Hepatitis C in Patients with Minimal or No Hepatic Fibrosis: The Impact of Treatment and Sustained Virologic Response on Patient-Reported Outcomes

Zobair M. Younossi, Maria Stepanova, Tarik Asselah, Graham Foster, Keyur Patel, Norbert Bräu, Mark Swain, Tram Tran, Rafael Esteban, Massimo Colombo, Stephen Pianko, Linda Henry, Marc Bourliere

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15 Citations (Scopus)

Abstract

© The Author(s) 2017. Published by Oxford University Press for the Infectious Diseases Society of America. All rights reserved. Background While the necessity of treatment of hepatitis C virus (HCV)-infected patients with advanced liver disease is widely accepted, the benefit of treating patients without significant liver disease is less well established. Our aim was to assess the effect of treating HCV in patients with no or minimal fibrosis (Metavir stage F0-F1) on patient-reported outcomes (PROs). Methods HCV-infected patients with F0-F1 from 16 clinical trials were included. PROs were collected before, during, and after treatment. Results A total of 1548 HCV-infected patients with F0-F1 were included (mean age 46 years, 43% male, 81% treatment-naive). Patients were treated with interferon (IFN) + sofosbuvir (SOF) + ribavirin (RBV) (n = 91) or SOF + RBV with or without ledipasvir (n = 479) or IFN- and RBV-free regimens with SOF + ledipasvir or SOF + velpatasvir or SOF + velpatasvir + voxilaprevir (n = 978). By the end of treatment, patients receiving IFN-containing regimens experienced significant decreases in most PRO domains (-4.5 to -28.7 on a 0-100 scale), while subjects treated with IFN-free RBV-containing regimens had a modest impairment (-2.3 to -8.9) (P ≤.01). In contrast, treatment with regimens without IFN and RBV led to PRO improvements (+1.2 to +10.9). Regardless of the regimen, sustained virologic responses (SVRs) at 12 and 24 weeks were universally associated with PRO improvements (+2.1 to +14.7, P <.0001. Conclusions HCV-infected subjects with no or minimal fibrosis treated with IFN- and RBV-free regimens experienced on-treatment and post-SVR PRO improvements.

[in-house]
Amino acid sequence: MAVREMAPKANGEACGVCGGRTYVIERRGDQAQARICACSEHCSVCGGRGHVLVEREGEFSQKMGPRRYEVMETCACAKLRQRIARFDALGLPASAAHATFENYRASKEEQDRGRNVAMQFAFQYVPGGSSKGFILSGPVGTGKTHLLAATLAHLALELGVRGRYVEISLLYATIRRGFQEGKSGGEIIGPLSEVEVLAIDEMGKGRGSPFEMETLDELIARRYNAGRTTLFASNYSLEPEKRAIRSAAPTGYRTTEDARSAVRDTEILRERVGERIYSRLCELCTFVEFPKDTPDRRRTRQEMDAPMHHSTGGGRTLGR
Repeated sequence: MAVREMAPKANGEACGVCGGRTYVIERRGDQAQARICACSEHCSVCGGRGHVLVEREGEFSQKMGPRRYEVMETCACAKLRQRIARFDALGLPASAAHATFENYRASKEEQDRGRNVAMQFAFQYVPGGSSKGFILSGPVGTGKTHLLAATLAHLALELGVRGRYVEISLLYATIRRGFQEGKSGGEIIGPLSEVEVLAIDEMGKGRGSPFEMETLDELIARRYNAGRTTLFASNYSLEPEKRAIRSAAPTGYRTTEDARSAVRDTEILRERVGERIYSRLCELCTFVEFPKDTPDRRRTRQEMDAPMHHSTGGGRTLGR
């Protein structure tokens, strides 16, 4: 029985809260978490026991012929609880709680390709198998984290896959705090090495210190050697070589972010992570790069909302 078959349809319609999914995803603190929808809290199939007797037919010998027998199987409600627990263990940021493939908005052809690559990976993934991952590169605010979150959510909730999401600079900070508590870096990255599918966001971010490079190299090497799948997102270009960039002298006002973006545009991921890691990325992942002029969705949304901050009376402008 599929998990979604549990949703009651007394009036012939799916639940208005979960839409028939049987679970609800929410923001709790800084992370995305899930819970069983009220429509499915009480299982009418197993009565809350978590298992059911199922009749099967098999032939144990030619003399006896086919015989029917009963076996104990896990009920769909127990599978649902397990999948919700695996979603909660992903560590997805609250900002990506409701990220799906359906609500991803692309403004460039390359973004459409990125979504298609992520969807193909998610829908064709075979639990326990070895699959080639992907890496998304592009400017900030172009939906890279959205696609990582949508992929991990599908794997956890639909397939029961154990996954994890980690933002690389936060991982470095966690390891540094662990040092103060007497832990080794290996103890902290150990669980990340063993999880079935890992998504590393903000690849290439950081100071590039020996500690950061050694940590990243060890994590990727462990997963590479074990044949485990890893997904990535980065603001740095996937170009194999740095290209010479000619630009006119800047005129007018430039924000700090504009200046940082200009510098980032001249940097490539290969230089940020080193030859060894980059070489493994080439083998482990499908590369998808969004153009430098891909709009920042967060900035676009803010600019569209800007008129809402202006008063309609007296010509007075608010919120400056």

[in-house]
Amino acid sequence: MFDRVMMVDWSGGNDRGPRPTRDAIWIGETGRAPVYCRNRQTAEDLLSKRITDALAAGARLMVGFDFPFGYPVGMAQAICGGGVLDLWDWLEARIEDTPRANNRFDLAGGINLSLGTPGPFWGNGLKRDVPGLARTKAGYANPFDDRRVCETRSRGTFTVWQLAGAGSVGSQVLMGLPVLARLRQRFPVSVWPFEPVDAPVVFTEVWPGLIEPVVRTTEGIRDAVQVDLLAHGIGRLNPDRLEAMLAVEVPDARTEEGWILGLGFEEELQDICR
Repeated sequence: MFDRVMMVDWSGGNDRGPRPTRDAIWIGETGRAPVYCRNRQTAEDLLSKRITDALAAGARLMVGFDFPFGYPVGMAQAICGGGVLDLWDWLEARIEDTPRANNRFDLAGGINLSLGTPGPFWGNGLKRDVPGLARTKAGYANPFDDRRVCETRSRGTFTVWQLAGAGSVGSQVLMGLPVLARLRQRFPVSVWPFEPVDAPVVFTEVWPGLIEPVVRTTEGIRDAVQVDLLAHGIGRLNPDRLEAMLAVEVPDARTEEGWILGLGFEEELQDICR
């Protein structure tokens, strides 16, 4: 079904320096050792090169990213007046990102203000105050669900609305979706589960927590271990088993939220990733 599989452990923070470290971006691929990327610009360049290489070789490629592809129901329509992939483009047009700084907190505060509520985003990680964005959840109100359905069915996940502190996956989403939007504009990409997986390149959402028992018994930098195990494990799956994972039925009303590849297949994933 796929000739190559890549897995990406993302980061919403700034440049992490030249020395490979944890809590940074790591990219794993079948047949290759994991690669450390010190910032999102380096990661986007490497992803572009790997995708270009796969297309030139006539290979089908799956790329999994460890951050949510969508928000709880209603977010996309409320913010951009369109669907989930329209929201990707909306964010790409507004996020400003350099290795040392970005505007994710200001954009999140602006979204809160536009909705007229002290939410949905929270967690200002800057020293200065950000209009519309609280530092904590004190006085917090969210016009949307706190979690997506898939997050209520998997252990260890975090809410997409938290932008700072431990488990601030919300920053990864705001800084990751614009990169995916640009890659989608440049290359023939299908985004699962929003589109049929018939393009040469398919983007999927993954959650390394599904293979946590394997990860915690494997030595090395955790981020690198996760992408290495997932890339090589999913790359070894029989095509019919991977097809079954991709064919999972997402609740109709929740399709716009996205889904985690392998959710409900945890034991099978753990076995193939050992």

Original languageEnglish
Pages (from-to)1742-1750
JournalClinical Infectious Diseases
Volume66
Issue number11
DOIs
Publication statusPublished - 17 May 2018

Keywords

  • direct-acting antivirals
  • fatigue
  • healthy liver
  • vitality
  • work productivity

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